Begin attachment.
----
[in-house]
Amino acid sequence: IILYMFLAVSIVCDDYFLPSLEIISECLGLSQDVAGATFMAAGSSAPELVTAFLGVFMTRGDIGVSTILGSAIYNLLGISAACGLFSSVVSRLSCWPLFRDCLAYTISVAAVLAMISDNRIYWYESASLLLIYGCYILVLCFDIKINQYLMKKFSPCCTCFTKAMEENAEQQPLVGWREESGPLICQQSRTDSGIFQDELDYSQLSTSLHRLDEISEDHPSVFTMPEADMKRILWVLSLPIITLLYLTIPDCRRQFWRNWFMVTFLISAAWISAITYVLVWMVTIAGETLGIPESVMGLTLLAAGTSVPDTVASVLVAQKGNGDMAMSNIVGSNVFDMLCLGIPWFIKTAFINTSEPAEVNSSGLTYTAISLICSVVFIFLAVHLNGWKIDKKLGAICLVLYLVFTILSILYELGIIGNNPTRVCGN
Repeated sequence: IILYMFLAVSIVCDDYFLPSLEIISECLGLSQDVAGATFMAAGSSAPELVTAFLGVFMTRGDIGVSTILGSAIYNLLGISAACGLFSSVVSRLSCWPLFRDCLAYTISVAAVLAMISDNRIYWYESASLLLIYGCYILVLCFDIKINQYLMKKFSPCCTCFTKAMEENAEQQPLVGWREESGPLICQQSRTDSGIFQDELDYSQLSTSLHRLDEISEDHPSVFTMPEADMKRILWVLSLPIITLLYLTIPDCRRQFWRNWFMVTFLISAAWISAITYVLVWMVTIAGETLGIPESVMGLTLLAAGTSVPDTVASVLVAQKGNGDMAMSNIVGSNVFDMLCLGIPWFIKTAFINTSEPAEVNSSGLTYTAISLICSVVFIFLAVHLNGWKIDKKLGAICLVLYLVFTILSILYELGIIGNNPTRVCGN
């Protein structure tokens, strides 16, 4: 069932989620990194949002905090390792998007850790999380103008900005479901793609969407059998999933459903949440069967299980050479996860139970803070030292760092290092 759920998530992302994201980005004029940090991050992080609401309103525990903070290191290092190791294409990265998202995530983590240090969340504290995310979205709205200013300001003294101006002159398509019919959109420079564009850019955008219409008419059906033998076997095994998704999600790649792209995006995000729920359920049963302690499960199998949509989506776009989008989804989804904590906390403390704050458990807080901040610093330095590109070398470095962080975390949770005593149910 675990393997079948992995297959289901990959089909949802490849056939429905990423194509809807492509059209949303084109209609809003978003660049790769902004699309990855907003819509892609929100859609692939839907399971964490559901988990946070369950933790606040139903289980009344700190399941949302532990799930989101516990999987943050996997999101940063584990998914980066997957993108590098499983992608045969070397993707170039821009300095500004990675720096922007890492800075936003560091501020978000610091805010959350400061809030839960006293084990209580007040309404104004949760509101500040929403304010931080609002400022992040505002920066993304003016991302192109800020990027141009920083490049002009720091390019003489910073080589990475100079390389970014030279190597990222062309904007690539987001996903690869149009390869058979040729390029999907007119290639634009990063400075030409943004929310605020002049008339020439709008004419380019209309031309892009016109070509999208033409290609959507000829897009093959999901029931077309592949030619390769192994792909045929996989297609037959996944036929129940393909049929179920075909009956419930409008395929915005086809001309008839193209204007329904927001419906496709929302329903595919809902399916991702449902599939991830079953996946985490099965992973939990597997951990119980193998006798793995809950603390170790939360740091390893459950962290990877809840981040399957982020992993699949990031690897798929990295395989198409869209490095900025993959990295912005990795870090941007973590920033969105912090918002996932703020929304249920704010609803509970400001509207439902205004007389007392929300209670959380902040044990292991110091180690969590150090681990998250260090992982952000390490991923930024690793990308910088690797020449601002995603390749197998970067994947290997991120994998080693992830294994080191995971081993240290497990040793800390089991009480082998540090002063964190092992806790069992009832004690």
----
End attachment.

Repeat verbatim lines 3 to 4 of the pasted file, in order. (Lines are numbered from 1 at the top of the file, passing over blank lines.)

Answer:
Repeated sequence: IILYMFLAVSIVCDDYFLPSLEIISECLGLSQDVAGATFMAAGSSAPELVTAFLGVFMTRGDIGVSTILGSAIYNLLGISAACGLFSSVVSRLSCWPLFRDCLAYTISVAAVLAMISDNRIYWYESASLLLIYGCYILVLCFDIKINQYLMKKFSPCCTCFTKAMEENAEQQPLVGWREESGPLICQQSRTDSGIFQDELDYSQLSTSLHRLDEISEDHPSVFTMPEADMKRILWVLSLPIITLLYLTIPDCRRQFWRNWFMVTFLISAAWISAITYVLVWMVTIAGETLGIPESVMGLTLLAAGTSVPDTVASVLVAQKGNGDMAMSNIVGSNVFDMLCLGIPWFIKTAFINTSEPAEVNSSGLTYTAISLICSVVFIFLAVHLNGWKIDKKLGAICLVLYLVFTILSILYELGIIGNNPTRVCGN
């Protein structure tokens, strides 16, 4: 069932989620990194949002905090390792998007850790999380103008900005479901793609969407059998999933459903949440069967299980050479996860139970803070030292760092290092 759920998530992302994201980005004029940090991050992080609401309103525990903070290191290092190791294409990265998202995530983590240090969340504290995310979205709205200013300001003294101006002159398509019919959109420079564009850019955008219409008419059906033998076997095994998704999600790649792209995006995000729920359920049963302690499960199998949509989506776009989008989804989804904590906390403390704050458990807080901040610093330095590109070398470095962080975390949770005593149910 675990393997079948992995297959289901990959089909949802490849056939429905990423194509809807492509059209949303084109209609809003978003660049790769902004699309990855907003819509892609929100859609692939839907399971964490559901988990946070369950933790606040139903289980009344700190399941949302532990799930989101516990999987943050996997999101940063584990998914980066997957993108590098499983992608045969070397993707170039821009300095500004990675720096922007890492800075936003560091501020978000610091805010959350400061809030839960006293084990209580007040309404104004949760509101500040929403304010931080609002400022992040505002920066993304003016991302192109800020990027141009920083490049002009720091390019003489910073080589990475100079390389970014030279190597990222062309904007690539987001996903690869149009390869058979040729390029999907007119290639634009990063400075030409943004929310605020002049008339020439709008004419380019209309031309892009016109070509999208033409290609959507000829897009093959999901029931077309592949030619390769192994792909045929996989297609037959996944036929129940393909049929179920075909009956419930409008395929915005086809001309008839193209204007329904927001419906496709929302329903595919809902399916991702449902599939991830079953996946985490099965992973939990597997951990119980193998006798793995809950603390170790939360740091390893459950962290990877809840981040399957982020992993699949990031690897798929990295395989198409869209490095900025993959990295912005990795870090941007973590920033969105912090918002996932703020929304249920704010609803509970400001509207439902205004007389007392929300209670959380902040044990292991110091180690969590150090681990998250260090992982952000390490991923930024690793990308910088690797020449601002995603390749197998970067994947290997991120994998080693992830294994080191995971081993240290497990040793800390089991009480082998540090002063964190092992806790069992009832004690």